Geostrategic Imperatives of Gwadar Port for China
The Korean Journal of International Studies
The increasing demands of energy supplies and limitations of the possession of natural resources of energy have been making every nature of military, economic and diplomatic stratagems of nation states. The demand and supply gap has produced an environment of strategic competition among the leading energy consuming states. China has serious concerns about the likelihood of interruptions in the smooth transportation of oil and gas shipment tankers towards China from Africa and the Gulf region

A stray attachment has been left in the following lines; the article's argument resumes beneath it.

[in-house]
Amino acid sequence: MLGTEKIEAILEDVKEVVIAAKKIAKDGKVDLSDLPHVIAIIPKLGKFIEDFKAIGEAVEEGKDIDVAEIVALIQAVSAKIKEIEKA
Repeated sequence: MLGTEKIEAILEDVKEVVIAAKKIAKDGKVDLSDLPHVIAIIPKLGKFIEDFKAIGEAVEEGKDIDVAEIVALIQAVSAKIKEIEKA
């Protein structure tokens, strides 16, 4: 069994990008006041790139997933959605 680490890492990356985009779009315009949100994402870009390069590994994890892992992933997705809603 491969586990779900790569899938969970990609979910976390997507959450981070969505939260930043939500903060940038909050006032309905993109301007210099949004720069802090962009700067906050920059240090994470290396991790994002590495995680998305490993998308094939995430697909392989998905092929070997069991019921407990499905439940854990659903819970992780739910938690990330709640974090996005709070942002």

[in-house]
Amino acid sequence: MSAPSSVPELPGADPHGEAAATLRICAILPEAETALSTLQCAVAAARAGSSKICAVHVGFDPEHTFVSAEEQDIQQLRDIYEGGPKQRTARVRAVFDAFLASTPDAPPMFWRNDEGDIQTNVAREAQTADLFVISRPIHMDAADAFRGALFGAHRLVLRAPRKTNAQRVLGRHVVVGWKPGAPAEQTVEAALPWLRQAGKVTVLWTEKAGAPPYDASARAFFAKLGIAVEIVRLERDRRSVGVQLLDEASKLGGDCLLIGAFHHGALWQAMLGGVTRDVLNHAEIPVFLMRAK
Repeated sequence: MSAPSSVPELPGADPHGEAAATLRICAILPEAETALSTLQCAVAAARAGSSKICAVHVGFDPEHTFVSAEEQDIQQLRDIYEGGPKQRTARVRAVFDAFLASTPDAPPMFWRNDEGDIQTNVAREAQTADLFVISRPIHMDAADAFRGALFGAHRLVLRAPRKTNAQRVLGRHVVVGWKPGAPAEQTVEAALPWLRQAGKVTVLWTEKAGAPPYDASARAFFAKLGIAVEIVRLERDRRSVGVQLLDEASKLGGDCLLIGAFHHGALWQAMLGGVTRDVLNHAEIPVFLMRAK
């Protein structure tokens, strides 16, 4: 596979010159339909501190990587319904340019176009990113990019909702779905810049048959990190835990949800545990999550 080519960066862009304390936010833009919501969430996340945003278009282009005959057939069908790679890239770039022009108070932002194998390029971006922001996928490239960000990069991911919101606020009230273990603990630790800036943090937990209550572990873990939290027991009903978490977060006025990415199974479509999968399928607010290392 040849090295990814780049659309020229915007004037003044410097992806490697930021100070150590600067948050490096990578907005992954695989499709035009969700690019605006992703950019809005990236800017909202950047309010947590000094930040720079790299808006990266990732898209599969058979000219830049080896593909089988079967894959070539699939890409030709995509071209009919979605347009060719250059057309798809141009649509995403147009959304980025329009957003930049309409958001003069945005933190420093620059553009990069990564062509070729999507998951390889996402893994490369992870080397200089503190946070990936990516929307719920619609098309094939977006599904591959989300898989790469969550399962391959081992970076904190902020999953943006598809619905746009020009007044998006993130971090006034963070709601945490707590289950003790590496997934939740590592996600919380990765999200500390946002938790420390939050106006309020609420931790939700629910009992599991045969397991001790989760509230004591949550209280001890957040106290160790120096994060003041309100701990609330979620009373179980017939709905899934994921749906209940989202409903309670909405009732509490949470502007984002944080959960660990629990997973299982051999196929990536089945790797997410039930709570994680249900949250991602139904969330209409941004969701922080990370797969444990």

... the Gulf region through the Strait of Malacca in relation to attacks by the pirates or terrorists, as 80% of oil used in China goes through shipping lines of the Strait of Malacca. China desires for reduction of its dependency on the Strait of Malacca and has been making efforts for the development of alternative transit routes. Pakistan has been in the position of bridging the gap by making available the possible shortest transit route for the shipping of energy. China has been looking for alternate prospects to safeguard its energy supplies. In the military and strategic terms, Gawadar may help to monitor the Sea Lines of Communications (SLOCs) originating from the Persian Gulf and bottle neck at Strait of Hormuz. Beijing can aspire to exercise considerable influence in the region, and monitor the Indo-US maritime collaboration in the Indian Ocean. This paper discusses the geostrategic imperatives of Gwadar for China in terms of Chinese quest for maritime, economic and energy security.